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Jax Daily Record Thursday, Oct. 17, 200212:00 PM EST

Profile: Linda Cobb Ingham

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Linda Ingham is the president of the Theatreworks board of directors.

HOW LONG HAVE YOU BEEN PRESIDENT?

“This is my second year as president. I’ve been on the board three years.”

WERE YOU ELECTED TO THE POSITION?

“The nominating committee puts up a slate of officers for the board to vote on. It’s a two-year term. This is my last term as president but I’ll stay on the board.”

HOW DID YOU GET INVOLVED?

“I’ve home-schooled three of my five children. I’m not a teacher but I wanted to bring the arts to them. Theatreworks was doing a production of ‘Charlotte’s Web’ so we went. We went to all of the productions that year as a part of the curriculum. I thought it was a great thing they’re doing.”

WHAT DO YOU ENJOY ABOUT

BEING INVOLVED?

“In Jacksonville, the arts community is a strong group. They’re dynamic in getting the message out that we need the arts in Jacksonville. I don’t have an arts background but I like the fact that it’s making a difference in children’s lives. It’s quality theater that inspires kids to read and act. It’s like going to New York; it’s very professional. It was a great experience in my children’s lives. All of them have an artistic side and Theatreworks helped cultivate it. In the age of television and computers, it allows kids to bring back their imagination and the fun of acting out things. It brings books alive.”

WHAT DO YOU DO AS PRESIDENT?

“I run the board. The board oversees fundraising and approves productions. The executive director shops for different shows. The board makes sure that the performances are not too left field or right field. We’re doing a lot of awareness as to what Theatreworks is and does. If I go in to a sponsor, I’ll say they can send 3,000 kids to see the show. It’s a direct dollars-to-impact sale. People love being able to expose children to the arts.”

HAVE SALES BEEN GOING WELL?

“One challenging aspect lately has been funding. Arts funding in general has been down. When the economy slumps, the arts are usually the first to get hit but the board has found corporations and individuals that are excited about it. The City, through the Cultural Council, has been great to us. Our big goal this year is to set up a foundation to help make us more fiscally responsible so we don’t have to keep going back to the till. We started up a committee and are doing some marketing. We’re doing almost a capital campaign to set up an endowment [to sustain the program]. We’re going to have a kickoff, hopefully this spring.”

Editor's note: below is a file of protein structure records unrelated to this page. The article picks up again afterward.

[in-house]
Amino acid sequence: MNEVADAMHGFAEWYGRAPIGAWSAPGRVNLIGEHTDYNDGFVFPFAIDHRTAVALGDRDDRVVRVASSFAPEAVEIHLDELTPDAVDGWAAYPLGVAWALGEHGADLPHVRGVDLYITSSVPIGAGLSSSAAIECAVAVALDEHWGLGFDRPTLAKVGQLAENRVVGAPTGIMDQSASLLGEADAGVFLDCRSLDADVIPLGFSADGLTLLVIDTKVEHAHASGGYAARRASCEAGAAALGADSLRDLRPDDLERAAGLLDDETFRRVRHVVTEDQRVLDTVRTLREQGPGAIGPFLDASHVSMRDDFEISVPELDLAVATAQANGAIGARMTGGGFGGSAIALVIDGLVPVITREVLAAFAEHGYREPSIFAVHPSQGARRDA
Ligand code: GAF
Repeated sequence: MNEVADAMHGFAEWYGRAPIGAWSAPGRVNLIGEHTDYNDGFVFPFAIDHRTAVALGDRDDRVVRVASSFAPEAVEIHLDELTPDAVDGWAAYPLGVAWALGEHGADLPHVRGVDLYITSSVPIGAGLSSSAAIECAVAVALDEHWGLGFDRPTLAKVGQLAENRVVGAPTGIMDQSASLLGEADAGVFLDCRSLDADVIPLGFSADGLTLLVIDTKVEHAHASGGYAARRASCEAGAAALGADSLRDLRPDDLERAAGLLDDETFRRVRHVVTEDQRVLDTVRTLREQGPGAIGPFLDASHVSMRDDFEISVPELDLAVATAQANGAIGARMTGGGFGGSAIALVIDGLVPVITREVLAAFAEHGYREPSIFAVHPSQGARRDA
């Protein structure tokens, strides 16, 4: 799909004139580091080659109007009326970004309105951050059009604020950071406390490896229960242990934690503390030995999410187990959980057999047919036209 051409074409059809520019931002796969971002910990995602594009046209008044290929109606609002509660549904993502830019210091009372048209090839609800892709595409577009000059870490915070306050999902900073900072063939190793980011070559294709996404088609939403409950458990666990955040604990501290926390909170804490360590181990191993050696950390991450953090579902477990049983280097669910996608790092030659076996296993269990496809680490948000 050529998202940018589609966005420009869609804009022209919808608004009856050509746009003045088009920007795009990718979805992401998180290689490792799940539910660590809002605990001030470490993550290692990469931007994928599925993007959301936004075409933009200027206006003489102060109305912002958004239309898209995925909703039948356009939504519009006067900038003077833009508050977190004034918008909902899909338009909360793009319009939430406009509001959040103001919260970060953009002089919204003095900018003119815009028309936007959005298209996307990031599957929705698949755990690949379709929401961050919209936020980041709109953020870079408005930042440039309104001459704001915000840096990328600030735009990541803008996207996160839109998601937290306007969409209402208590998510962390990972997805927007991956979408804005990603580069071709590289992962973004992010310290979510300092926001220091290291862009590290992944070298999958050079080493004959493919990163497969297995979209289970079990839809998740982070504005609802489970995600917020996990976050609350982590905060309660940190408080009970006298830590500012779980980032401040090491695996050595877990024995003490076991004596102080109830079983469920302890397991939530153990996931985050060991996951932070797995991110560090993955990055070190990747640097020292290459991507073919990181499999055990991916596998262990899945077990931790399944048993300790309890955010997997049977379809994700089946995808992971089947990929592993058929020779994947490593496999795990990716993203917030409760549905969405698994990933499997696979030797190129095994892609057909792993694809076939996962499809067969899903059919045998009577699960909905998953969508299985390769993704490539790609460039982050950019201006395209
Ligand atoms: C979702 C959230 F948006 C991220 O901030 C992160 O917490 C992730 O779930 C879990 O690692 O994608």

WHAT OTHER PROJECTS HAVE

YOU UNDERTAKEN?

“We’re doing a Sunday series that’s going gangbusters this year. It’s been very successful. ‘Rapunzel’ is coming up. Also, we’re trying to get our ducks in a row to move. We’ve leased the Moyer Tile Building [on Hendricks Avenue] and will be moving in next year. [City Council member Matt] Carlucci is doing all the wiring so he can use it for his headquarters this year [for his mayoral campaign]. Then, it will be our building.”

WHY MOVE THE ORGANIZATION?

“We’re in Independent Square now. They provide us space but we have no visible exposure. We need more room and our staff is growing. People get us mixed up with Theatre Jacksonville. This building will give us an identity.”

WHAT DID YOU DO

BEFORE THEATREWORKS?

“I practiced employment and labor law and medical malpractice defense with Marks Gray for 15 years. I miss practicing law but with five kids, something had to give, so I retired. I might go back one day.”

WHERE DID she GO TO SCHOOL?

She has a bachelor’s degree from Vanderbilt University and a law degree from the University of Florida.

IS THEATREWORKS JUST FOR

YOUNG CHILDREN?

“Our thoughts are more towards reaching outlying areas, like Live Oak and Ocala, than towards age groups. We’ve gotten with Publix to take two shows to Valdosta. We do a Holocaust show for teenagers and we try to do Shakespearean productions for high schoolers. We stretch the range from pre-k to high school to give schools the opportunity to see theater and be a part of it.”

WHAT ELSE DO YOU DO?

“I coach soccer and basketball. I’m on the Civil Service Board and the Chester Bedell Inns of Court. I also run every morning. I did a Disney marathon last year in the sleeting rain. It was my first. I also love to tend my garden but my activities are mostly kids’ stuff.”

FAMILY?

Emily, 13, Mack, 12, Mary Catherine, 11, John, 8, and Nancy, 6. The family resides on the Westside. Ingham’s husband, Jim, operates an Internet-based job board.

WHAT IS YOUR PET PEEVE?

“That would probably be children who aren’t disciplined.”

WHAT DOes she DO FOR FUN?

Taking in an action/thriller movie or becoming engrossed in a legal thriller novel are favorites of hers. She also enjoys the rare dinner out at Fatty Tunas.

WHO’S YOUR HERO?

“Benjamin Franklin because he was so creative and practical and opened his mind to any type of idea. His autobiography is great.”

— by Monica Chamness

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